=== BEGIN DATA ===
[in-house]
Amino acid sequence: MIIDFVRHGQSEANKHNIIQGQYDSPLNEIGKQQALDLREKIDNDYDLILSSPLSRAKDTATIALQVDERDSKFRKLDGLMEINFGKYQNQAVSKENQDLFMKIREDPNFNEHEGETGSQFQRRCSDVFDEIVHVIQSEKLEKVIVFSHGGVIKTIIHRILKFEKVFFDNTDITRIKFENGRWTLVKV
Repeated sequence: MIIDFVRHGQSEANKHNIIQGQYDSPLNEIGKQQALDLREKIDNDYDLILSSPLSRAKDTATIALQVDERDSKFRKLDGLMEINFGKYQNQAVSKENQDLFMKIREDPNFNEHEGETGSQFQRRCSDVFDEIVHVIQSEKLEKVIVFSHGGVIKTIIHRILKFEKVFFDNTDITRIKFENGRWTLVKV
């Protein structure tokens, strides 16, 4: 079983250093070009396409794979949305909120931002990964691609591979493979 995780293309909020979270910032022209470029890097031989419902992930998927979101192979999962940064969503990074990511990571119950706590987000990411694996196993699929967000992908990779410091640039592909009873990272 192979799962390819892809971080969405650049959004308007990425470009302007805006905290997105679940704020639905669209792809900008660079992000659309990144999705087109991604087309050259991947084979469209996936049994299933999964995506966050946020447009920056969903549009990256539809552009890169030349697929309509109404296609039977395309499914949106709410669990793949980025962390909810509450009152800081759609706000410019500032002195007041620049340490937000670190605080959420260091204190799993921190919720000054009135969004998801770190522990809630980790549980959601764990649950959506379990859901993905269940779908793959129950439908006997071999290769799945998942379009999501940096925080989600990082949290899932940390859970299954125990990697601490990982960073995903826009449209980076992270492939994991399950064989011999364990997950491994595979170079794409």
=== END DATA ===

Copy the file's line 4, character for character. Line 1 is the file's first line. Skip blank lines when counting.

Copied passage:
């Protein structure tokens, strides 16, 4: 079983250093070009396409794979949305909120931002990964691609591979493979 995780293309909020979270910032022209470029890097031989419902992930998927979101192979999962940064969503990074990511990571119950706590987000990411694996196993699929967000992908990779410091640039592909009873990272 192979799962390819892809971080969405650049959004308007990425470009302007805006905290997105679940704020639905669209792809900008660079992000659309990144999705087109991604087309050259991947084979469209996936049994299933999964995506966050946020447009920056969903549009990256539809552009890169030349697929309509109404296609039977395309499914949106709410669990793949980025962390909810509450009152800081759609706000410019500032002195007041620049340490937000670190605080959420260091204190799993921190919720000054009135969004998801770190522990809630980790549980959601764990649950959506379990859901993905269940779908793959129950439908006997071999290769799945998942379009999501940096925080989600990082949290899932940390859970299954125990990697601490990982960073995903826009449209980076992270492939994991399950064989011999364990997950491994595979170079794409």